Jordan Subban of the ECHL's South Carolina Stingrays accused Jacksonville Icemen defenseman Jacob Panetta of making racist gestures towards him during a game on Saturday. According to Subban, Panetta made "monkey gestures" towards him during a skirmish that took place in overtime.
Panetta was suspended indefinitely by the ECHL following the incident (pending a hearing) and Jacksonville cut Panetta afterwards.
"As I began to turn my back he started making monkey gestures at me so I punched him in the face multiple times and he turtled like the coward he is," Subban wrote on Twitter after the game.
Jordan's brother, New Jersey Devils star PK Subban, took to Twitter to share the video in which Panetta can be seen making the racist gestures and commented on the situation.
They don’t call the east coast league the jungle because my brother and the other black players are the monkeys! Hey @jacobpanetta you shouldn’t be so quick delete your Twitter or your Instagram account you will probably be able to play again… that’s what history says but things pic.twitter.com/8zOJ9q47pk— P.K. Subban (@PKSubban1) January 23, 2022
opinion, this isn’t a mistake. We all know what’s ok and what’s not. Even your own teammates wanted to see you get your clock cleaned. This happens a lot and it never gets exposed in the lower leagues. One thing that I love about this is Jordan’s teammates standing in there and— P.K. Subban (@PKSubban1) January 23, 2022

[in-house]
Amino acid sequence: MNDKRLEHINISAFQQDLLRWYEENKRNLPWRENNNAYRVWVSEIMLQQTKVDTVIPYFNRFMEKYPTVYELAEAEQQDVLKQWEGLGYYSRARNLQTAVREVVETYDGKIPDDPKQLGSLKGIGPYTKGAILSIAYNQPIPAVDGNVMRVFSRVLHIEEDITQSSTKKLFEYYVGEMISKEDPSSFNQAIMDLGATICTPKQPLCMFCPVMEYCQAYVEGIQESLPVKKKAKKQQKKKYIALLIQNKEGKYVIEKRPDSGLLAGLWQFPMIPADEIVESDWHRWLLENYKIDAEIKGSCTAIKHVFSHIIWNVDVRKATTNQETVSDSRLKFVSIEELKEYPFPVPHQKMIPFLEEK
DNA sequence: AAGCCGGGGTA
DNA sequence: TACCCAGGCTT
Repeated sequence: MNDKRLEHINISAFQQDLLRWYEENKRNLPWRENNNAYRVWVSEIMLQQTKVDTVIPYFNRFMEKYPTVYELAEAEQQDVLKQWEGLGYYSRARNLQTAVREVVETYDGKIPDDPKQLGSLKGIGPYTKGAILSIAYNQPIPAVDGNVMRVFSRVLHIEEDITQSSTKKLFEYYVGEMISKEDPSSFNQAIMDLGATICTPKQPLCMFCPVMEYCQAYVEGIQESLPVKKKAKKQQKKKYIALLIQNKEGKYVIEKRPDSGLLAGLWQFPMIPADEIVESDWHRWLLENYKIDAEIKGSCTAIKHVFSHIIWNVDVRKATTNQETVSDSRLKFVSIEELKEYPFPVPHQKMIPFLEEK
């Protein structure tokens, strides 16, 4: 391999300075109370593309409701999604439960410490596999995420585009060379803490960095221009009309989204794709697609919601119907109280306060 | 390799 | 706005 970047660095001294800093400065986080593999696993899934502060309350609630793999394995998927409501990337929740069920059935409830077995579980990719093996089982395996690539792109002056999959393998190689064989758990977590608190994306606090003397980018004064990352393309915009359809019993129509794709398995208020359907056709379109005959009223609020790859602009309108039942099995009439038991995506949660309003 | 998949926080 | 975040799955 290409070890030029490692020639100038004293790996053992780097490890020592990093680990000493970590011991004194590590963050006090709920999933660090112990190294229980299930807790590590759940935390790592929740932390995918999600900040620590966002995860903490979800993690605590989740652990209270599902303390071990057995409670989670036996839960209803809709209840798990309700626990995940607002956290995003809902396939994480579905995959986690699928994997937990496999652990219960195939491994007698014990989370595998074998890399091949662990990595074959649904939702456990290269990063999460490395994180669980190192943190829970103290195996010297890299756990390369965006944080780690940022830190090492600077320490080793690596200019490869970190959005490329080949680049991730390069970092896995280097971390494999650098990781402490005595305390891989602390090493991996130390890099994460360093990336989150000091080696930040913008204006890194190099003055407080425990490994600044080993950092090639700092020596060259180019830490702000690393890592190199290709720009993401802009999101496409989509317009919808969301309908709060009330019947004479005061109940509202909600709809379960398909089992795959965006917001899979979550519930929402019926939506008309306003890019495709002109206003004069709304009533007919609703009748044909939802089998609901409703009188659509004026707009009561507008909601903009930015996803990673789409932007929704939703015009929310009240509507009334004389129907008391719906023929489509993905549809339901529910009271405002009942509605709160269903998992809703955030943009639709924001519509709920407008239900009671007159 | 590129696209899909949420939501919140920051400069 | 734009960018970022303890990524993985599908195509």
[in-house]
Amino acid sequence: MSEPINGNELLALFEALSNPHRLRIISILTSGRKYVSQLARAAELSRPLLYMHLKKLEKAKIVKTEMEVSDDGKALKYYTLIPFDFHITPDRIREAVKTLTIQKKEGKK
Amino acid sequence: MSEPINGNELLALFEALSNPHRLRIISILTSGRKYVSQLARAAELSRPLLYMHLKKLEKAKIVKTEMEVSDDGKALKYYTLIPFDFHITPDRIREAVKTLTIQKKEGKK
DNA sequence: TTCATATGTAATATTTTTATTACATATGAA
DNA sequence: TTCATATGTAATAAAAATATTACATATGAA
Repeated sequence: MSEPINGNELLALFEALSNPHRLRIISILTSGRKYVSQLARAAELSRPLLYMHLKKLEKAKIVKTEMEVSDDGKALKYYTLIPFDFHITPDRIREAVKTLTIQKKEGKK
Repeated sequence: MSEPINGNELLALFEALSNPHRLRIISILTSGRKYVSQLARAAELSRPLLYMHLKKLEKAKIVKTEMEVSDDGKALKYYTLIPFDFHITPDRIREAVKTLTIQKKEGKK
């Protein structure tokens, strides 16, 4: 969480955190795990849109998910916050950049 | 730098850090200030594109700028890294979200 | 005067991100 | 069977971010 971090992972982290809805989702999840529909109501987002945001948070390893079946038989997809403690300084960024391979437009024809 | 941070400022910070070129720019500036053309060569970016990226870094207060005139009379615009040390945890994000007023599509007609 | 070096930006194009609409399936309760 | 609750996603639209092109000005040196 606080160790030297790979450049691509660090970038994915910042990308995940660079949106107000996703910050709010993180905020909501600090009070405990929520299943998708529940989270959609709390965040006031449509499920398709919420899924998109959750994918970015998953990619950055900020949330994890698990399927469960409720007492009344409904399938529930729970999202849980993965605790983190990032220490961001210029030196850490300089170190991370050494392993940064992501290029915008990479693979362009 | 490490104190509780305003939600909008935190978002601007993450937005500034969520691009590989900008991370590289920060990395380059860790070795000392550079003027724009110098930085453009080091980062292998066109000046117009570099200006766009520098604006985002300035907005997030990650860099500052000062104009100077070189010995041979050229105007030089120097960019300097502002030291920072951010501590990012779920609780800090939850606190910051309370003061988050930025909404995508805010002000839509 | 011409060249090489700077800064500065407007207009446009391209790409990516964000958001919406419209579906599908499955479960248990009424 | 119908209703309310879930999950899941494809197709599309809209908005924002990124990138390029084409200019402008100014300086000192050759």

P.K. spoke up for his brother and for others who have experienced racism in hockey.
"opinion, this isn't a mistake," P.K. wrote. "We all know what's ok and what's not. Even your own teammates wanted to see you get your clock cleaned. This happens a lot and it never gets exposed in the lower leagues."
After the Devils' game on Sunday, P.K. spoke with reporters about situations like the one his brother went through and how it happens at all levels of the sport.
"What I think about is the great people and the great things in our game that I love," he said. "But the unfortunate thing isn't just the incident. The unfortunate thing is how many kids deal with this every day and it doesn't come to light."
P.K. and Jordan have another brother, Malcolm Subban, who is a goaltender for the Buffalo Sabres.
"I think the biggest thing that I can say about our family, is that we don't need the pity from anyone," he said. "I didn't need it when I was five years old, I didn't need it when I was 10 years old, I didn't need it when I played junior hockey, and my brothers didn't need it... We don't expect anyone to feel sorry, and we don't expect anyone to really understand that isn't Black.
"If you're not Black, you're not going to understand this, and that's OK."
Panetta has claimed that his gestures were not intended to be racist. According to him, he made "a tough-guy bodybuilder-like gesture." He later apologized to Jordan and everyone else impacted by his actions.